By Tommy Welty
Every week in my home group Bible study, we go around the circle sharing about our weeks and praying for one another. But a few weeks ago I was only their out of obligation. My heart and mind were distant. It had been a difficult day leading up to our group time. Things hadn’t gone right at work, a good friend and I had been arguing, and there were some unexpected bills. When my turn came round to share and my group asked what they could pray for, I answered with the most dreaded of prayer requests: “Unspoken.”
Sometimes we don’t know what to pray. In our time of need, we turn toward the Lord and blank. There’s nothing we want more than to draw near to God, enjoy His glory and His grace, and to know and be known by him. David in Psalm 63 describes this eager longing like thirst, “in a land that is dry, desolate, and without water.” The title of Psalm 63 tells us that David wrote this psalm during one of the times he was in the wilderness. Tradition suggests it was most likely in the years before David took his promised throne while King Saul was hunting him.
Being in the wilderness is a theme that comes up time and time again in Scripture. And it is common in our lives with God. In these times it feels like we are far from God, or, worse, that He has left us. On our bad days, when we feel like we’re in a desolate wilderness, we can be tempted to forget what is true about God and what is true about ourselves. This ache is one familiar to Scripture and especially to the psalms. But the book of Psalms reminds us of the truth of who God is and invites us into prayer.
Psalm 63 was written in a wilderness where God might feel distant. And yet, David prays confidently, “God, you are my God” (v.1). God had not left David, and God has not left us. Psalm 63 reminds us of the mighty truth that God remains our God. In the wilderness, on your worst day, you can pray truthfully, “God, you are my God.” This truth leads our lips to glorify God because His “faithful love is better than life” (v.3).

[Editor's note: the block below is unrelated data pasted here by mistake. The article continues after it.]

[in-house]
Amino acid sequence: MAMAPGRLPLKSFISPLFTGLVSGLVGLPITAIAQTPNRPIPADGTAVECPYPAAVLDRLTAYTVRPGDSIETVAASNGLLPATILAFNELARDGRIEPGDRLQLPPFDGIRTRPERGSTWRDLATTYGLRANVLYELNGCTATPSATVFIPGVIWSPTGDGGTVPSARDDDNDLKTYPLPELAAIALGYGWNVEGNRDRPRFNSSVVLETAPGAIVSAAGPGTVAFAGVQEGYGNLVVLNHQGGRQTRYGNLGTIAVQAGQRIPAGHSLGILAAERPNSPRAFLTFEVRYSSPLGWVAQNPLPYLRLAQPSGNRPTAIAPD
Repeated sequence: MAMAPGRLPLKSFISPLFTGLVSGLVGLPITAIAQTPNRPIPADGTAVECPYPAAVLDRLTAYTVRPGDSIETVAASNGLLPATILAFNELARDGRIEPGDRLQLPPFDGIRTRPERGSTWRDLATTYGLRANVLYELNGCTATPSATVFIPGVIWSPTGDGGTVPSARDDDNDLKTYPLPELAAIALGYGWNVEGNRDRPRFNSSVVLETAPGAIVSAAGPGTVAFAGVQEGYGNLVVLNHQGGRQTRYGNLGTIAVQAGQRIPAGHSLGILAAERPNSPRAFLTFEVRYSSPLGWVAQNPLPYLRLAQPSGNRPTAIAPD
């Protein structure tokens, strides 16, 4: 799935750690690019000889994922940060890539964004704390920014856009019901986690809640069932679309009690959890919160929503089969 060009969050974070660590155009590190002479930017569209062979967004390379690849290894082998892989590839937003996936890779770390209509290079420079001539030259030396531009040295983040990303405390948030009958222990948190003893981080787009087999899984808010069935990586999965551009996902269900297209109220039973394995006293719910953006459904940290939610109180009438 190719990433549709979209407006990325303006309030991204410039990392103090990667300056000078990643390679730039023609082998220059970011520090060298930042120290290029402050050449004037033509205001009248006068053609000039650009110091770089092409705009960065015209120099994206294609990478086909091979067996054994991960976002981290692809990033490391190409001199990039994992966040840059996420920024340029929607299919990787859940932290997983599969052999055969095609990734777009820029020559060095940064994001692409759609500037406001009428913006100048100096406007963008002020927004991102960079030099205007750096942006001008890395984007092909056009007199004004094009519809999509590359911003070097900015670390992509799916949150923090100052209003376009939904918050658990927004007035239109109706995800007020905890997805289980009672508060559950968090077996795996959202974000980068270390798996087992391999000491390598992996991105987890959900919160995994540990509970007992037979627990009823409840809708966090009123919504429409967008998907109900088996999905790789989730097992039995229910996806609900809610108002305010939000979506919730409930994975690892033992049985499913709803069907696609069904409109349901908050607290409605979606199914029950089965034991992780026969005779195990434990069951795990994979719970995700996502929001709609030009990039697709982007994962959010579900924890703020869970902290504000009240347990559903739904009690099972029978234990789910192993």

Despite the circumstances and location of David writing Psalm 63, it is a prayer of tremendous confidence and joy. In a distant place David knows he will once again gaze on God “in the sanctuary” (v.2). In a desolate place David is satisfied in God “as with rich food” (v.5). When pursued by enemies, David lies in bed rejoicing in God, his sure help, safe “in the shadow of [His] wings” (v.7). Psalm 63 guided David and guides us to pray with confident, joyful, vocal praise. Because of the truth of who God is, we’re led to glorify Him with our lips (v.3), bless Him with lifted hands (v.4), and praise Him with our mouths (v.5). The psalm ends with David resting in the truth of the promised throne and praying, “the king will rejoice in God; all who swear by him will boast” (v.11).
When we pray, like David, we are reminded of the truth of who God is and who we are in him. In a “dry, desolate” wilderness we know God satisfies us. In the dark of night we know God has not left us alone. We can pray confidently for God’s sure help. We can pray joyfully for God’s promises. The psalms speak our unspoken prayer requests with truth pouring from our mouths: “God, you are my God.”